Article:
Port of Savannah sets shipping record
The Georgia Ports Authority moved an all-time high 519,390 20-foot equivalent container units in May, up 8.5% from a year ago.
"Despite global supply chain challenges, the Port of Savannah continues to be an economic driver, providing reliable, world-class service for port customers across our state and nation," Georgia Gov. Brian Kemp said in an announcement of the port shipping achievement. "Delivering new opportunity for hardworking Georgians and supporting economic prosperity across the Peach State is central to the mission of our deepwater ports."
GPA Executive Director Griff Lynch said Garden City Terminal is handling more business during the current influx of trade than during the previous spike last fall. The additional trade is driven in part by vessels diverting to Savannah from other East and West Coast ports.
As of April, GPA has added 900,000 TEUs of annual capacity to Garden City Terminal. Another 300,000 are expected to come online in July for a new total of more than 7 million TEUs of container handling space.
40,000 transit workers strike in Britain
Tens of thousands of railway workers walked off the job in Britain on Tuesday, bringing the train network to a crawl in the country's biggest transit strike for three decades — and a potential precursor to a summer of labor discontent.
About 40,000 cleaners, signalers, maintenance workers and station staff held a 24-hour strike, with two more planned for Thursday and Saturday. Compounding the pain for commuters, London Underground subway services were also hit by a walkout on Tuesday.
The dispute centers on pay, working conditions and job security as Britain's railways struggle to adapt to travel and commuting habits changed — perhaps forever — by the coronavirus pandemic. With passenger numbers still not back to pre-pandemic levels but the government ending emergency support that kept the railways afloat, train companies are seeking to cut costs and staffing.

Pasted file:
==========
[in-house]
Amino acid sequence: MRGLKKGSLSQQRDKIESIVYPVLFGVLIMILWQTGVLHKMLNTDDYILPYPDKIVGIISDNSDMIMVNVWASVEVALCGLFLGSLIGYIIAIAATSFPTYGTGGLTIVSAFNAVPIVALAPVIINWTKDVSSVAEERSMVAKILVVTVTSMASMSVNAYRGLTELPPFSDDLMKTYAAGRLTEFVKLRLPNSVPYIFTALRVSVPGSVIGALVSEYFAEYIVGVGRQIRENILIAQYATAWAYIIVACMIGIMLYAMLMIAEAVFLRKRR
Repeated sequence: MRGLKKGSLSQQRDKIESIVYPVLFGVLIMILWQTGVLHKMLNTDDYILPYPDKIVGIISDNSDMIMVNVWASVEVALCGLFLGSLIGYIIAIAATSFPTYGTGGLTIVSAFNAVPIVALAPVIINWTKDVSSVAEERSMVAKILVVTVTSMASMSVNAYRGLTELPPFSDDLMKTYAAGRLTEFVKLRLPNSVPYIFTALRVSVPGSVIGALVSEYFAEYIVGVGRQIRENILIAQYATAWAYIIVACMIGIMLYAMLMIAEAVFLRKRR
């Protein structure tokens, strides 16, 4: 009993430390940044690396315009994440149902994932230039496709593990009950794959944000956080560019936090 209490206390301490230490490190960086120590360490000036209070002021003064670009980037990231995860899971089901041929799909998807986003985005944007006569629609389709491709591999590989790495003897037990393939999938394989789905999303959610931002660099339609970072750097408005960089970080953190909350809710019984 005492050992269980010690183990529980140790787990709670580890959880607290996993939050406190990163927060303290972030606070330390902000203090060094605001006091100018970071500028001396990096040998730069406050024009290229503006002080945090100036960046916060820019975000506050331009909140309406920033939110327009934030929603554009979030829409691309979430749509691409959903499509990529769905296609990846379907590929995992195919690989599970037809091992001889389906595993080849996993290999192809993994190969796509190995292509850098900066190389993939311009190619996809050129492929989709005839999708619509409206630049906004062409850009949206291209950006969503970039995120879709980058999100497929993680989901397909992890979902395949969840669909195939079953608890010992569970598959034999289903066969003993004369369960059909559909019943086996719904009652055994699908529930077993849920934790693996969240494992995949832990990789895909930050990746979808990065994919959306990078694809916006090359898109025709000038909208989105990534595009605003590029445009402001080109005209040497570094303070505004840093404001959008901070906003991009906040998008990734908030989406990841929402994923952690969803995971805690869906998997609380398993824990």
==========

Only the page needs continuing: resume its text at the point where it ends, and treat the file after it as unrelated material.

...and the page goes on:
Sustained national strikes are uncommon in Britain these days, but unions have warned the country to brace for more as workers face the worst cost-of-living squeeze in more than a generation.
Home sales slow again during May
Sales of previously occupied U.S. homes slowed for the fourth consecutive month as climbing mortgage rates and record high prices discouraged house hunters.
Existing home sales fell 3.4% last month from April to a seasonally adjusted annual rate of 5.41 million, the National Association of Realtors said Tuesday.
That annual sales pace was higher than what economists had expected, according to FactSet. Sales fell 8.6% from May last year.
After climbing to a 6.49 million annual rate in January, sales have fallen to the slowest pace since June 2020, near the start of the pandemic, when they were running at an annualized rate of 4.77 million homes.
Even as home sales slowed, home prices kept climbing in May. The national median home price jumped 14.8% in May from a year earlier to $407,600. That's an all-time high according to data going back to 1999, NAR said.
Amazon retailing gets new leader
Amazon CEO Andy Jassy on Tuesday named a new head for the company's troubled retail business, which is dealing with a glut of warehouse space after a massive expansion during the pandemic.
Doug Herrington will become the new CEO of Amazon's consumer division, which will now be called "Worldwide Amazon Stores," Jassy said in a note to employees.
Herrington has led the company's North American Consumer business since 2015. He replaces Dave Clark, who announced his surprise resignation from the company earlier this month after 23 years. Days later, Clark announced he would join the logistics startup Flexport as its new CEO in September.
The change comes as Jassy is looking to return a "healthy level of profitability" to the Seattle-based company amid rising costs and a slowdown in demand that has left the e-commerce behemoth with too many workers and too much warehouse space.
Amazon saw its profits soar during most of the pandemic, when homebound shoppers turned to online shopping for goods. In response, the company massively expanded its warehousing capacity.
— Compiled by Dave Flessner